In an interview following the surgeries, the lead surgeon for the Swedish transplant team, Mats Brännström, recounted the experience that prompted his decision to engage in uterus transplantation research.
In 1998, having removed the uterus of a young cervical cancer patient, he informed her that she was free of the cancer but she could never become a mother. The patient asked why he could not transplant her mother’s uterus into her.
In response, Brännström and his team began an animal-based uterus transplantation research project in 1999. Similar research has also proceeded in centres in the United States, with rumours that transplants there are not far behind.
Although there’s been more than 13 years of this research in Europe and the United States, there’s been little debate about the ethics of human uterus transplants.
Like all transplants, significant risks are involved. These include the risk of death during surgery, and subsequent infection and rejection. There are also longer-term risks of taking anti-rejection drugs, including cancer. And the continuing possibility of organ rejection poses a threat to the woman as well as to her unborn child throughout her pregnancy.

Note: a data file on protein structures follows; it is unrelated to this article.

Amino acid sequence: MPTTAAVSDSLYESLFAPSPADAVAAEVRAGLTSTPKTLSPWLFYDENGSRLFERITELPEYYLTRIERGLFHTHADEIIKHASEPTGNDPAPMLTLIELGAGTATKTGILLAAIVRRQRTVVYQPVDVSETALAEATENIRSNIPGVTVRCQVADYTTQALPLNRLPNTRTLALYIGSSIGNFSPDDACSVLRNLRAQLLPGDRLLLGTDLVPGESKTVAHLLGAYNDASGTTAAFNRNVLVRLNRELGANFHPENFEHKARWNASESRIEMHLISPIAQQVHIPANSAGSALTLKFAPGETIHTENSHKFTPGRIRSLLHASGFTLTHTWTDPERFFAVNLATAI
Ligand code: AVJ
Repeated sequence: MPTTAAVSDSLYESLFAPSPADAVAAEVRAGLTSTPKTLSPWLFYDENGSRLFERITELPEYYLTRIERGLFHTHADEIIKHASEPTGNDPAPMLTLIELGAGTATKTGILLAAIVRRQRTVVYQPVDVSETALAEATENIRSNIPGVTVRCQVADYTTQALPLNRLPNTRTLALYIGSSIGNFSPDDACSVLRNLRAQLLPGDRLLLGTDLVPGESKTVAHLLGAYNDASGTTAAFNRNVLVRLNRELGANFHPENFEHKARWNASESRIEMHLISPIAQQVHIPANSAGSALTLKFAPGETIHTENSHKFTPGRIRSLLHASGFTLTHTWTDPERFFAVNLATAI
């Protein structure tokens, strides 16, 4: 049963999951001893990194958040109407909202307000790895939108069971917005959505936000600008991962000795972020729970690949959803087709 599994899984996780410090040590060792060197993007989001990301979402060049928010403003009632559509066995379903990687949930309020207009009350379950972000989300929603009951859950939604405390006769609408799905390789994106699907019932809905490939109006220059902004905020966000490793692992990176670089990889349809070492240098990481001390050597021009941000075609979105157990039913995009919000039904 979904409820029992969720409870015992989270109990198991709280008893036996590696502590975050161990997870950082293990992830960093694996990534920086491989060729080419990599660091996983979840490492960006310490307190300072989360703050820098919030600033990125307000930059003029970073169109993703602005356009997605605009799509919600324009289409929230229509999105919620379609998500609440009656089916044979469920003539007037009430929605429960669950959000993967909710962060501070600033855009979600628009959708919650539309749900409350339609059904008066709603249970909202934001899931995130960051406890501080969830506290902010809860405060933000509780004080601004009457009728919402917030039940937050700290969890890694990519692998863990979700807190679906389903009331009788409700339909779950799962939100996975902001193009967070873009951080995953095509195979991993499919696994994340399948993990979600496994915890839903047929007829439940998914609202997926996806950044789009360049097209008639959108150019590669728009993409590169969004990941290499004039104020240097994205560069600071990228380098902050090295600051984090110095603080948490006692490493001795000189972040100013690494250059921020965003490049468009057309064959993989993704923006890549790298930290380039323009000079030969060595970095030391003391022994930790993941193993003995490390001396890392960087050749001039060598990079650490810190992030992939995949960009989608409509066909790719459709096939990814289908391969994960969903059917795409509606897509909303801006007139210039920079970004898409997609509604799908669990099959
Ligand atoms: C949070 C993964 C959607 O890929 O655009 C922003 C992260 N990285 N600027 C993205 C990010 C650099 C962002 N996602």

These risks have to be weighed against the likely benefits.
Organ transplants were originally carried out as a heroic last-resort, where the potential benefit was life over death. Although the risks were great and success low, transplants were regarded as ethically justified because of their life-saving capacity.